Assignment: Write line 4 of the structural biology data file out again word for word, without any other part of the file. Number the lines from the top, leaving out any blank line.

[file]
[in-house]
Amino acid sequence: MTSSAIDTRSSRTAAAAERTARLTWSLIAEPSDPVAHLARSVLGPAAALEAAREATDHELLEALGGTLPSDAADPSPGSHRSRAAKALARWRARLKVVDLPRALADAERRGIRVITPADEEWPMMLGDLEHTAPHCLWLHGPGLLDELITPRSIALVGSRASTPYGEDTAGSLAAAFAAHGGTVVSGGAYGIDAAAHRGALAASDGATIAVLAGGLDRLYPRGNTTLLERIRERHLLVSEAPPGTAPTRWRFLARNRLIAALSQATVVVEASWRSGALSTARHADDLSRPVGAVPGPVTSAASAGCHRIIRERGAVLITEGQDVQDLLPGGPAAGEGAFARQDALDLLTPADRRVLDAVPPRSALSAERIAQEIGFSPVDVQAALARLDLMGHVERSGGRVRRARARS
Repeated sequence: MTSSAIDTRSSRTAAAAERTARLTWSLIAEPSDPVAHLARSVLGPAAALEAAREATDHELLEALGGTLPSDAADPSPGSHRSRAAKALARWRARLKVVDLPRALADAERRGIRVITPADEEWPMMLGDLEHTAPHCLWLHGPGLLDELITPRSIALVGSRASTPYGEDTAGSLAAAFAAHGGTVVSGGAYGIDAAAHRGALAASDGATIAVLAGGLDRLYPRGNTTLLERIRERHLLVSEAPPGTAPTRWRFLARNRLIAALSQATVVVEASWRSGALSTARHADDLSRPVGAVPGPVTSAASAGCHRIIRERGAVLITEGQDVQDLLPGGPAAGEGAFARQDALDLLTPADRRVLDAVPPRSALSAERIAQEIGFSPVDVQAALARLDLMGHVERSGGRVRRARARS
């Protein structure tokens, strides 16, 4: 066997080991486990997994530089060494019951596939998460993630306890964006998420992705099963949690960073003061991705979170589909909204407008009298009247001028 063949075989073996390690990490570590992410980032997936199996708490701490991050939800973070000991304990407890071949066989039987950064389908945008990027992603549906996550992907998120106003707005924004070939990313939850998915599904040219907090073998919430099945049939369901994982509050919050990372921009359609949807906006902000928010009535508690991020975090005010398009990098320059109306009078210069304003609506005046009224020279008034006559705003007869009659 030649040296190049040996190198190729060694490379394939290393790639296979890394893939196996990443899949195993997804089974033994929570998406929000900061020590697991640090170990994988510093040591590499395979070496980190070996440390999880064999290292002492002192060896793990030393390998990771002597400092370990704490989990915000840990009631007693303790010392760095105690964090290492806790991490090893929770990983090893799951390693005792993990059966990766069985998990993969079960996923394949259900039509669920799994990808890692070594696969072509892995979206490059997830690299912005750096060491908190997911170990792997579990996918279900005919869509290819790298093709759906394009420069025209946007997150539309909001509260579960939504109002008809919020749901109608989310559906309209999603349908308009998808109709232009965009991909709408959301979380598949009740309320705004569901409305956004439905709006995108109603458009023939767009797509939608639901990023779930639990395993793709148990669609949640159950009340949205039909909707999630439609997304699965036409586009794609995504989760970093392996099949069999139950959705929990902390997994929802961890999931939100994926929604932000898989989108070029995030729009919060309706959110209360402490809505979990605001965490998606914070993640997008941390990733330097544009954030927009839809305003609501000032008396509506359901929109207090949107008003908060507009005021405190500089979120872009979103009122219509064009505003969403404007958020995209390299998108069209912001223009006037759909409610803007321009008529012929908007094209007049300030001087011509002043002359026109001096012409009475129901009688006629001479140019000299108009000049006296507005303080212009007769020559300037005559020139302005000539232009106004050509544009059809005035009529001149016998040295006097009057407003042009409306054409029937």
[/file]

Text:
């Protein structure tokens, strides 16, 4: 066997080991486990997994530089060494019951596939998460993630306890964006998420992705099963949690960073003061991705979170589909909204407008009298009247001028 063949075989073996390690990490570590992410980032997936199996708490701490991050939800973070000991304990407890071949066989039987950064389908945008990027992603549906996550992907998120106003707005924004070939990313939850998915599904040219907090073998919430099945049939369901994982509050919050990372921009359609949807906006902000928010009535508690991020975090005010398009990098320059109306009078210069304003609506005046009224020279008034006559705003007869009659 030649040296190049040996190198190729060694490379394939290393790639296979890394893939196996990443899949195993997804089974033994929570998406929000900061020590697991640090170990994988510093040591590499395979070496980190070996440390999880064999290292002492002192060896793990030393390998990771002597400092370990704490989990915000840990009631007693303790010392760095105690964090290492806790991490090893929770990983090893799951390693005792993990059966990766069985998990993969079960996923394949259900039509669920799994990808890692070594696969072509892995979206490059997830690299912005750096060491908190997911170990792997579990996918279900005919869509290819790298093709759906394009420069025209946007997150539309909001509260579960939504109002008809919020749901109608989310559906309209999603349908308009998808109709232009965009991909709408959301979380598949009740309320705004569901409305956004439905709006995108109603458009023939767009797509939608639901990023779930639990395993793709148990669609949640159950009340949205039909909707999630439609997304699965036409586009794609995504989760970093392996099949069999139950959705929990902390997994929802961890999931939100994926929604932000898989989108070029995030729009919060309706959110209360402490809505979990605001965490998606914070993640997008941390990733330097544009954030927009839809305003609501000032008396509506359901929109207090949107008003908060507009005021405190500089979120872009979103009122219509064009505003969403404007958020995209390299998108069209912001223009006037759909409610803007321009008529012929908007094209007049300030001087011509002043002359026109001096012409009475129901009688006629001479140019000299108009000049006296507005303080212009007769020559300037005559020139302005000539232009106004050509544009059809005035009529001149016998040295006097009057407003042009409306054409029937």